Nearly one of five adults in the US alone live with mental health illness alone. That translates into about 50 million people. While this figure sounds alarming, many people struggling with mental health issues find it difficult to ask for help, mostly because they feel that doing so is a sign of weakness. But the contrary is true. Asking for help is actually a bold step and the first one that sets you on a journey to recovery. So, if you’re struggling with mental health challenges, here are some ways to get quick help.
- Visit a rehab center
One of the main reasons many people prefer to hide any mental health problems is the fear of being judged by others. That is why rehab centers are one of the best places to go to get the help you need. That’s because you’ll meet trained caregivers who will help you with special care designed to tackle the cause of the mental health challenge you may be facing. That means they go beyond treating the symptoms you’re experiencing to help you identify and eliminate the root causes. For example, if your mental health challenge is due to drugs or alcohol addiction, you can find drugs or alcohol rehab centers near you with well-trained caregivers that can ‘nurse’ you back to recovery.
- Call a helpline
Maybe you don’t feel like visiting a physical place or meeting up with people. Maybe you just need someone trustworthy to talk to over the phone without them seeing your face. You can look up several helplines online if that’s what you prefer. The helplines will differ depending on your location. But one thing you can be sure about is that the person you speak with, on the other hand, will be more than willing to listen and provide you with the help you need, even if you don’t want to meet up personally. Calling a helpline is also one of the best ways to get quick and immediate mental health help – no filling of forms, no long queues, and you don’t even have to leave your bedroom. If you have a mental health emergency, you can find some toll-free helplines with even quicker responses at no charges.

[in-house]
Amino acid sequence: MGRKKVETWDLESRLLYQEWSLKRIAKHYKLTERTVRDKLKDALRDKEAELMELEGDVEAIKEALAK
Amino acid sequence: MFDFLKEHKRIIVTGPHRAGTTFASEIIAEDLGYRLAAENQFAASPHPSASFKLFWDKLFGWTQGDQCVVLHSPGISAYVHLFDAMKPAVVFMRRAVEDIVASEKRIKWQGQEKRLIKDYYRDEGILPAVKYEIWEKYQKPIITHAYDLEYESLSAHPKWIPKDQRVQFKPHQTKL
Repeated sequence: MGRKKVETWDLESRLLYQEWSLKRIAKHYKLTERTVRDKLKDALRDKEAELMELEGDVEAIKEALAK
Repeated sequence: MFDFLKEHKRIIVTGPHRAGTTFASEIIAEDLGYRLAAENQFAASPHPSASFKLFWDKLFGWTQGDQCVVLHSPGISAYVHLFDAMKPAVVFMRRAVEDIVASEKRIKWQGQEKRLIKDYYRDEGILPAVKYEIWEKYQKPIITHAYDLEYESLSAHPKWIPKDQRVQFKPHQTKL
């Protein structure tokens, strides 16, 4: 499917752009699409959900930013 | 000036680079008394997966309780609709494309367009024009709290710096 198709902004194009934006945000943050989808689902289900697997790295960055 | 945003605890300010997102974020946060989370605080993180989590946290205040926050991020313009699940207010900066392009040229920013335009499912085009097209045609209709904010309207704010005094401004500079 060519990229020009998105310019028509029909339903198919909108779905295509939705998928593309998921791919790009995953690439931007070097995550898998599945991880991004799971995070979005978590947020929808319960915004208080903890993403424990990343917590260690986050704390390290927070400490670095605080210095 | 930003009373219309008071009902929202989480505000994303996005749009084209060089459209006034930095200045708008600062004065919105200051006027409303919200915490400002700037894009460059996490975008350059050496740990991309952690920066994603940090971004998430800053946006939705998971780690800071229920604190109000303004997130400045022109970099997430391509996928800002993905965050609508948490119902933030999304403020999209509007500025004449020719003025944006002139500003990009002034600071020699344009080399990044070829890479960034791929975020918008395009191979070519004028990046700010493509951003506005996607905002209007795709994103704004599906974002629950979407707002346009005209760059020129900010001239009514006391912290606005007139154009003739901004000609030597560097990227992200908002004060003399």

- Speak with a trusted friend or family member
Sometimes the easiest people to open up to are the people you consider family or trustworthy friends. That’s because many people feel that professionals end up psychoanalyzing their patients. If you feel that way about speaking to a trained professional counselor or therapist (whether in rehab or on the phone), you can consider unburdening your thoughts to a friend or family member you trust.
Friends, caring neighbors, family, and trusted colleagues can help you find immediate solutions to your problems. They can also give you the encouragement and support you need and discuss your options with you. Some loved ones can also help you with your everyday tasks, especially when you can’t bring yourself to do anything. Trusted friends can also go with you to your appointments if you don’t want to go alone.
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